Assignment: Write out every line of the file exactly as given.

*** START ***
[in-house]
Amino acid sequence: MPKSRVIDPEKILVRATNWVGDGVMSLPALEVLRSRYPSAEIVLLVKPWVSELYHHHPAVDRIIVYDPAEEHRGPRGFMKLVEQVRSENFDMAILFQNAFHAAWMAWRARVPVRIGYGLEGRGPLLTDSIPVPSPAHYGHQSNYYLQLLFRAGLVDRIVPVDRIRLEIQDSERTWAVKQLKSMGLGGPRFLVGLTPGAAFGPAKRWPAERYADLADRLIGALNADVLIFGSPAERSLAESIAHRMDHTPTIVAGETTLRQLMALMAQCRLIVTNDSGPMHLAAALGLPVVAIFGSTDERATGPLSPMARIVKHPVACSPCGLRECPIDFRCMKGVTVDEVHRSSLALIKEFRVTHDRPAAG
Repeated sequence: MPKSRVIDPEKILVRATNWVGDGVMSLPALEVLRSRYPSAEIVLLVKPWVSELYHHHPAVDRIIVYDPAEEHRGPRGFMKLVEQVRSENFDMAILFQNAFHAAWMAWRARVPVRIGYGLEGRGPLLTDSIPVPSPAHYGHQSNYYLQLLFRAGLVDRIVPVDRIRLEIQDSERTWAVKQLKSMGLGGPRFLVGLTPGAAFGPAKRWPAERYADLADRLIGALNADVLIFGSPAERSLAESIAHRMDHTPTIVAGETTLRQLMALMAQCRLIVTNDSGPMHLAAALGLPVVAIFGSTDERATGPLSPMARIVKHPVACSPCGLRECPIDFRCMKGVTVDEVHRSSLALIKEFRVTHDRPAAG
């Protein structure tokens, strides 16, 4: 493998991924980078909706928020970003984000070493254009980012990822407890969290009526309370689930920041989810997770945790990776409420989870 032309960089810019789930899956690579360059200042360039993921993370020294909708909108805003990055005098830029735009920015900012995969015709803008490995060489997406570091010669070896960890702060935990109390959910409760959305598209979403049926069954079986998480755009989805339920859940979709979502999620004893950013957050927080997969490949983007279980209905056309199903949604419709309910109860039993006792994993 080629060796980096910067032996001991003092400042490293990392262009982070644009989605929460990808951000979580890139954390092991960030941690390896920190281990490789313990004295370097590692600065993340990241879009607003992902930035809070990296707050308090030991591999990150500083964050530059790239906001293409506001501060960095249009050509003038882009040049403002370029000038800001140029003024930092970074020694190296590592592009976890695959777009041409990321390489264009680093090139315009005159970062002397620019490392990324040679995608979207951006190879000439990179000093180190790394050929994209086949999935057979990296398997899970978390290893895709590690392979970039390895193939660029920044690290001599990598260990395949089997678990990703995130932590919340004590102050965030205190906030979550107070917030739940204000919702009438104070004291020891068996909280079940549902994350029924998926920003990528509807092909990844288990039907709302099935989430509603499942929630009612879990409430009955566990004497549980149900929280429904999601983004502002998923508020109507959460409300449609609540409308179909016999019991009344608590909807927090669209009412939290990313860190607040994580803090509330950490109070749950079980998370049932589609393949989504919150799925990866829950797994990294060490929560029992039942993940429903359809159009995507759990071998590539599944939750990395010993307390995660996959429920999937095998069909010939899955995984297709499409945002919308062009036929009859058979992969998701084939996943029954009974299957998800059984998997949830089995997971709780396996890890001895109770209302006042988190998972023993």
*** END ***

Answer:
[in-house]
Amino acid sequence: MPKSRVIDPEKILVRATNWVGDGVMSLPALEVLRSRYPSAEIVLLVKPWVSELYHHHPAVDRIIVYDPAEEHRGPRGFMKLVEQVRSENFDMAILFQNAFHAAWMAWRARVPVRIGYGLEGRGPLLTDSIPVPSPAHYGHQSNYYLQLLFRAGLVDRIVPVDRIRLEIQDSERTWAVKQLKSMGLGGPRFLVGLTPGAAFGPAKRWPAERYADLADRLIGALNADVLIFGSPAERSLAESIAHRMDHTPTIVAGETTLRQLMALMAQCRLIVTNDSGPMHLAAALGLPVVAIFGSTDERATGPLSPMARIVKHPVACSPCGLRECPIDFRCMKGVTVDEVHRSSLALIKEFRVTHDRPAAG
Repeated sequence: MPKSRVIDPEKILVRATNWVGDGVMSLPALEVLRSRYPSAEIVLLVKPWVSELYHHHPAVDRIIVYDPAEEHRGPRGFMKLVEQVRSENFDMAILFQNAFHAAWMAWRARVPVRIGYGLEGRGPLLTDSIPVPSPAHYGHQSNYYLQLLFRAGLVDRIVPVDRIRLEIQDSERTWAVKQLKSMGLGGPRFLVGLTPGAAFGPAKRWPAERYADLADRLIGALNADVLIFGSPAERSLAESIAHRMDHTPTIVAGETTLRQLMALMAQCRLIVTNDSGPMHLAAALGLPVVAIFGSTDERATGPLSPMARIVKHPVACSPCGLRECPIDFRCMKGVTVDEVHRSSLALIKEFRVTHDRPAAG
């Protein structure tokens, strides 16, 4: 493998991924980078909706928020970003984000070493254009980012990822407890969290009526309370689930920041989810997770945790990776409420989870 032309960089810019789930899956690579360059200042360039993921993370020294909708909108805003990055005098830029735009920015900012995969015709803008490995060489997406570091010669070896960890702060935990109390959910409760959305598209979403049926069954079986998480755009989805339920859940979709979502999620004893950013957050927080997969490949983007279980209905056309199903949604419709309910109860039993006792994993 080629060796980096910067032996001991003092400042490293990392262009982070644009989605929460990808951000979580890139954390092991960030941690390896920190281990490789313990004295370097590692600065993340990241879009607003992902930035809070990296707050308090030991591999990150500083964050530059790239906001293409506001501060960095249009050509003038882009040049403002370029000038800001140029003024930092970074020694190296590592592009976890695959777009041409990321390489264009680093090139315009005159970062002397620019490392990324040679995608979207951006190879000439990179000093180190790394050929994209086949999935057979990296398997899970978390290893895709590690392979970039390895193939660029920044690290001599990598260990395949089997678990990703995130932590919340004590102050965030205190906030979550107070917030739940204000919702009438104070004291020891068996909280079940549902994350029924998926920003990528509807092909990844288990039907709302099935989430509603499942929630009612879990409430009955566990004497549980149900929280429904999601983004502002998923508020109507959460409300449609609540409308179909016999019991009344608590909807927090669209009412939290990313860190607040994580803090509330950490109070749950079980998370049932589609393949989504919150799925990866829950797994990294060490929560029992039942993940429903359809159009995507759990071998590539599944939750990395010993307390995660996959429920999937095998069909010939899955995984297709499409945002919308062009036929009859058979992969998701084939996943029954009974299957998800059984998997949830089995997971709780396996890890001895109770209302006042988190998972023993």